Sunday, June 3, 2007
Bucine - Piccolo, ma Corposo...
Lupinari as the better-informed amongst you will know is adjacent to the small town of Bucine (pronounced Boo-chee-nay, emphasis on the nay). At first glance, which is probably all you'll have time for, especially if you blink while driving through it, Bucine looks remarkably similar to many other small Tuscan towns, particularly those not on the tourist map. It seems prosaic and ordinary, without the wonderfully-intact medieval architecture of Montepulciano or Greve in Chianti - "fly-paper for tourists," according to ultimate travel nerd, Rick Steves - and in some ways it is.
However, it almost certainly has several things going for it that the more touristy towns do not - useful shops: butcher, baker, electrical supply store, florist, and food co-op (supermarket); a movie theater (open two days a week) - see at right; and a polo club. Indeed, scratch the surface and there is much more to Bucine than meets the eye. For example, according to local legend, Jesus Christ appeared to the villages' children, standing on an oak log at what is now the site of the sanctuary church of San Salvatore. Then, many followers then led a procession to the site carrying stones for the temple. These stones were all different shapes and sizes, and they can still be seen cemented around the gates of this rural church. Roots of an oak tree were found on the site during renovations in the 19th century and have been preserved for posterity in a display case inside.
For the less devout amongst you, who are looking to spend an afternoon poking around Bucine, perhaps walking off a large lunch of the local specialties, boiled meats and bread soup, you might be interested to visit the town's Palaeontology Museum. On the other hand, palaeontology might be a bit hard to digest, and so, after strolling around the town, you may be curious to know the meaning of the net in the shape of a seashell held by a lion you've seen in various places. Well, wonder no longer, wedding-bloggers, the symbol is the coat-of-arms of one of the former ruling family's of the area, and features this strange trap which was used to catch fish and small birds in the abundant local rivers and streams. The trap is known as a bucine, and is thought to be the origin of the town's name.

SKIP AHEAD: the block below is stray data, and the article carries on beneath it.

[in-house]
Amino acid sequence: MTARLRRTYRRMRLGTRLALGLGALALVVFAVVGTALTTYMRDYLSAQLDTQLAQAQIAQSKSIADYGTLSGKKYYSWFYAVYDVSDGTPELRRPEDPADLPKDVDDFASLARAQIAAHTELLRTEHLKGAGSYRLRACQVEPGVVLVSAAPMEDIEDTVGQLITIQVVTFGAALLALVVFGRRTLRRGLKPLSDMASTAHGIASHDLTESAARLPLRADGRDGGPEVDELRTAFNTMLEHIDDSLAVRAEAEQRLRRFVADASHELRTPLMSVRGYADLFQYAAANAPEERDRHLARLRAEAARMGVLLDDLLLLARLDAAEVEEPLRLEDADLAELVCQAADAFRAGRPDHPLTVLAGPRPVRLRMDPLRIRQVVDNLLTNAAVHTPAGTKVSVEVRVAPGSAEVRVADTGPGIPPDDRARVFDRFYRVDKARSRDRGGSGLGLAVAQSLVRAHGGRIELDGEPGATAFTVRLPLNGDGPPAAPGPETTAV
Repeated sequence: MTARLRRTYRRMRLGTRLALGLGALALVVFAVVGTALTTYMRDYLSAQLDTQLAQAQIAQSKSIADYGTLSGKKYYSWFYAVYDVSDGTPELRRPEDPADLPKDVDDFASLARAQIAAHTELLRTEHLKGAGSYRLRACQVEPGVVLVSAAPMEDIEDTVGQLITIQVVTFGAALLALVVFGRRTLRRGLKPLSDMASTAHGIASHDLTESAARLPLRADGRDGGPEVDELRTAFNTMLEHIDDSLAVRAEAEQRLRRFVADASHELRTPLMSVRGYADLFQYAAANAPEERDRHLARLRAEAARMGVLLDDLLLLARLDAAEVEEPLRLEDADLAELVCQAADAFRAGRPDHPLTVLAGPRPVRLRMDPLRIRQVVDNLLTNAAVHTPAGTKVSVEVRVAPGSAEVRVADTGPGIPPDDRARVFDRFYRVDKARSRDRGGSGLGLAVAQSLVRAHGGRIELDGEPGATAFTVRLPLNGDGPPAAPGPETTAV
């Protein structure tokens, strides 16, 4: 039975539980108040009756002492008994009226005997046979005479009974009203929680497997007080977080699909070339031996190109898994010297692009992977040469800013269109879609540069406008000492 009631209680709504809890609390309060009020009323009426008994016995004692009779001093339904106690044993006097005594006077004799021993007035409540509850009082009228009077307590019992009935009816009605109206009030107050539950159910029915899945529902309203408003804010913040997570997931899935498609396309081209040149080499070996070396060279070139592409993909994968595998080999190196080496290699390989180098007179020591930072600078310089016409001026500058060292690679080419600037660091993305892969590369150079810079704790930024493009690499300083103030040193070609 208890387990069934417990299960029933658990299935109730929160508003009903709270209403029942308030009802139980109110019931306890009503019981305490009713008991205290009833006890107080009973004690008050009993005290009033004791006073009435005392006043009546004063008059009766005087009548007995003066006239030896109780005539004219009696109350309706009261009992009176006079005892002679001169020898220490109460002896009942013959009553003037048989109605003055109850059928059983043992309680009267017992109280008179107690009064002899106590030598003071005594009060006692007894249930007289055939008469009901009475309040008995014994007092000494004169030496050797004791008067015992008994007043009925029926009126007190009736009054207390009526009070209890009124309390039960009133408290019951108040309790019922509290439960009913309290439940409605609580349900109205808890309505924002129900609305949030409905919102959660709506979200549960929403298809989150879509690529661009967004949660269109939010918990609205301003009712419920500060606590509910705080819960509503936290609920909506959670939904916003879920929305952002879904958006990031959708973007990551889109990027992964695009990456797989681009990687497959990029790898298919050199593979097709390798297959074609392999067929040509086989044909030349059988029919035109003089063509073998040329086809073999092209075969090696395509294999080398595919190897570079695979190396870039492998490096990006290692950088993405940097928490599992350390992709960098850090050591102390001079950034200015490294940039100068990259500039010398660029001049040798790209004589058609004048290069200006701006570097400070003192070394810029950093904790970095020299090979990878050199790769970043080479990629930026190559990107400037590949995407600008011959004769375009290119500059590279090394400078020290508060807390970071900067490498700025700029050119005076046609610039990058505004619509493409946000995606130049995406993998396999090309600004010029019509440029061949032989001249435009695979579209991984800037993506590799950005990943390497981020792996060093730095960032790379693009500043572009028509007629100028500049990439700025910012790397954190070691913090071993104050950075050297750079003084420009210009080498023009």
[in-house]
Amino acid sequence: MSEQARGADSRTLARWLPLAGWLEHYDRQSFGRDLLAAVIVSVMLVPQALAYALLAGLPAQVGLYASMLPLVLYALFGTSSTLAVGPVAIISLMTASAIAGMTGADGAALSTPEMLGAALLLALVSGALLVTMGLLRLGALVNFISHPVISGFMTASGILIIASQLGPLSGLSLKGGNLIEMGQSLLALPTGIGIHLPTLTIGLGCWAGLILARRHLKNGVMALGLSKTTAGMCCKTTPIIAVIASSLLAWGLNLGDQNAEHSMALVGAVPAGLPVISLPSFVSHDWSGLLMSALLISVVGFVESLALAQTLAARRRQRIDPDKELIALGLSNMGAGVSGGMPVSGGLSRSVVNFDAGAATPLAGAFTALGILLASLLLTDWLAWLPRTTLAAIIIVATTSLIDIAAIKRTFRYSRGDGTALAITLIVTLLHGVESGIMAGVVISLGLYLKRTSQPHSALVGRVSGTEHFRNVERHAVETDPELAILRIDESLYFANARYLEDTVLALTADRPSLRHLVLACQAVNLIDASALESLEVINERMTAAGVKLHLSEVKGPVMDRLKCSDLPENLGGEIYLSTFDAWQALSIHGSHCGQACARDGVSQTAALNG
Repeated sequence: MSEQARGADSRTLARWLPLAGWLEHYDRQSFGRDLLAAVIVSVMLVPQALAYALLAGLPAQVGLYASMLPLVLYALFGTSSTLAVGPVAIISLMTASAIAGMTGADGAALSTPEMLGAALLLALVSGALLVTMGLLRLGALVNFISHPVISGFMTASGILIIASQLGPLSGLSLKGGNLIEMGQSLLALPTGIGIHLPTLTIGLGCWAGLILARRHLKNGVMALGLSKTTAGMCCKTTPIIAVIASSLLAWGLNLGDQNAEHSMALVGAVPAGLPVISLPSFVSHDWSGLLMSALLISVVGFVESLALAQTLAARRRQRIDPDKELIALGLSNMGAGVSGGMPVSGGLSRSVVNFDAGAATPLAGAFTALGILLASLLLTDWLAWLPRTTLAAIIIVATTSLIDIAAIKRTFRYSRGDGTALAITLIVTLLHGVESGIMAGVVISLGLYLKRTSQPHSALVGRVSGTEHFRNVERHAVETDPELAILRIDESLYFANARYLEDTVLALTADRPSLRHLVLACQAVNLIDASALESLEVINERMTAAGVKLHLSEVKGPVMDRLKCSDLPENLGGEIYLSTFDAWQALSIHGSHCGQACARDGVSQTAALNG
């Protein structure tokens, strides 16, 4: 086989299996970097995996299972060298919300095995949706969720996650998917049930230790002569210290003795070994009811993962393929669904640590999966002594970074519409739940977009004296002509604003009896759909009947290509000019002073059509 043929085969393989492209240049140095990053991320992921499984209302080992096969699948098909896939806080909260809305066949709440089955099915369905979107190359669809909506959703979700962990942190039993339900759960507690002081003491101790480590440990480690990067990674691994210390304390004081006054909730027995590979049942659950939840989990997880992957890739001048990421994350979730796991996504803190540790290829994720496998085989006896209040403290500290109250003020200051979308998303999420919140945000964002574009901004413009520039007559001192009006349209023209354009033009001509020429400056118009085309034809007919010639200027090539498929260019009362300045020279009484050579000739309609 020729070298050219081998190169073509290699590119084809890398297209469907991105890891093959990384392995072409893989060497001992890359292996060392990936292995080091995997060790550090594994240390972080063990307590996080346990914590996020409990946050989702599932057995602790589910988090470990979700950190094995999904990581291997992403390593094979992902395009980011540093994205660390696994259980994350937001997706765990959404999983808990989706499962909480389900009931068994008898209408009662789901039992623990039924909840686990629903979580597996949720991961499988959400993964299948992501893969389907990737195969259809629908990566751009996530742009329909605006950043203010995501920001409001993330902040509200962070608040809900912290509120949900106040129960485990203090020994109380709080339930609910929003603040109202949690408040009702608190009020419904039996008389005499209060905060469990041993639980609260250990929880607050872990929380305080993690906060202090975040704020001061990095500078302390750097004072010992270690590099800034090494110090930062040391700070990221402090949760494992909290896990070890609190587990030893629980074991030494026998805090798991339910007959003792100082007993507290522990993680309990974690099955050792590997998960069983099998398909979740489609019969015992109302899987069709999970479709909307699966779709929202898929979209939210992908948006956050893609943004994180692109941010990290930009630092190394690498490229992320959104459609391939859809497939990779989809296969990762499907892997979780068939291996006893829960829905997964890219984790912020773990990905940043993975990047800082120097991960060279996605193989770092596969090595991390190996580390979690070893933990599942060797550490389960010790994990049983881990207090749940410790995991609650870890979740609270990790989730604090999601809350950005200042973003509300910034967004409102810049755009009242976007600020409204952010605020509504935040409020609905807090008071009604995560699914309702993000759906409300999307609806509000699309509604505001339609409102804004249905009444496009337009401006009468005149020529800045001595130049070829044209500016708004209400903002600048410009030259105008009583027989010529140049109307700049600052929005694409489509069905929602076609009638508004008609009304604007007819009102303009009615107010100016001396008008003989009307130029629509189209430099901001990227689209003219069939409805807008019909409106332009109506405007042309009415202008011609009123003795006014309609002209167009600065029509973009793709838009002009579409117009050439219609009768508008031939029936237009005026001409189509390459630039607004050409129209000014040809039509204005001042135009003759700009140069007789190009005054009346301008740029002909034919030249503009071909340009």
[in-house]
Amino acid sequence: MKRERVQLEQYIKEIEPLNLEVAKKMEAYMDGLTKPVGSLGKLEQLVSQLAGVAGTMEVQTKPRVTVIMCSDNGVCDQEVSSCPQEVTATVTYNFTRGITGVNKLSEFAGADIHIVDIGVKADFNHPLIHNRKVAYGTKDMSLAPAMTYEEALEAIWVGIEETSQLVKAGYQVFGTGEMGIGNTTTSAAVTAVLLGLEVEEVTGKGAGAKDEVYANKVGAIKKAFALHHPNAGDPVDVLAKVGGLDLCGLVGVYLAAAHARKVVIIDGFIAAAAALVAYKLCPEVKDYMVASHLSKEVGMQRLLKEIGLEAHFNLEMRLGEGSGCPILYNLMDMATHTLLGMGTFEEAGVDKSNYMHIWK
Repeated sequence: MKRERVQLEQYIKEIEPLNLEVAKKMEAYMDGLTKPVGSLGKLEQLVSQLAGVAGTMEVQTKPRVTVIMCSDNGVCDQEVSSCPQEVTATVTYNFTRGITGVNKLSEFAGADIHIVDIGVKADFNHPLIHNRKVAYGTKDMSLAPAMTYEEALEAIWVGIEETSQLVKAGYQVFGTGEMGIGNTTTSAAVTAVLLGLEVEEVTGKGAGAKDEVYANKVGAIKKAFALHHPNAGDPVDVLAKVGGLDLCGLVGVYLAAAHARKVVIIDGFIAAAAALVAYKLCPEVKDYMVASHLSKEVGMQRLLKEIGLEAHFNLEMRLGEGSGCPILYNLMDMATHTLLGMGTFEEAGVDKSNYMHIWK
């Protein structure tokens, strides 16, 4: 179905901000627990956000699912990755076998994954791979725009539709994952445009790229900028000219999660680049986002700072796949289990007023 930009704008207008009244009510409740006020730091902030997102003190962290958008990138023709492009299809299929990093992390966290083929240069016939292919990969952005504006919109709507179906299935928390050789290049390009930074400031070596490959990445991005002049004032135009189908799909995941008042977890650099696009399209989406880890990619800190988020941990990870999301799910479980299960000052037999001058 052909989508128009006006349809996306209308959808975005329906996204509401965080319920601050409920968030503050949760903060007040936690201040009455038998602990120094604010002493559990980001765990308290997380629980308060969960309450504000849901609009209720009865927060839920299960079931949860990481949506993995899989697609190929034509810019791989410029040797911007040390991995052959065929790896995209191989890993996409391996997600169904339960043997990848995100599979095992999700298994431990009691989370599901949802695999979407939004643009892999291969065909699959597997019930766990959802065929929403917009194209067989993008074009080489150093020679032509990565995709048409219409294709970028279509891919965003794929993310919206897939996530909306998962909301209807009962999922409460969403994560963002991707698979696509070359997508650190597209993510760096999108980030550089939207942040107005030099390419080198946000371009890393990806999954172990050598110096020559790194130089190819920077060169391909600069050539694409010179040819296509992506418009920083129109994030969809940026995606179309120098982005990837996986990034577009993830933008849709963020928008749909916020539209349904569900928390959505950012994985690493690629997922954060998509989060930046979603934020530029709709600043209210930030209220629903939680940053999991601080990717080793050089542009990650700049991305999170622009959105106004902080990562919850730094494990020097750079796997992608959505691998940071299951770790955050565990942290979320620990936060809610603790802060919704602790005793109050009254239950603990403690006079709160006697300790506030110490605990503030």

All in all, Bucine is perhaps more typical of modern Tuscan towns than the best-known places on the tourist trail. That's not to say that you should avoid one or the other, but that different towns cater to different populations. Bucine caters primarily to its residents and the local rural population, and Montalcino caters primarily to tourists fresh off the bus and jonesing to be shaken-down for souvenirs and over-priced lunches off the tourist menu. It's useful to bear these things in mind, that's all.
Anyway, here's a link to directions/map of Bucine, which is probably more helpful than most of the pointless witterings above.
P.S. - the post title means "small, but full-bodied," which I think fairly sums Bucine up.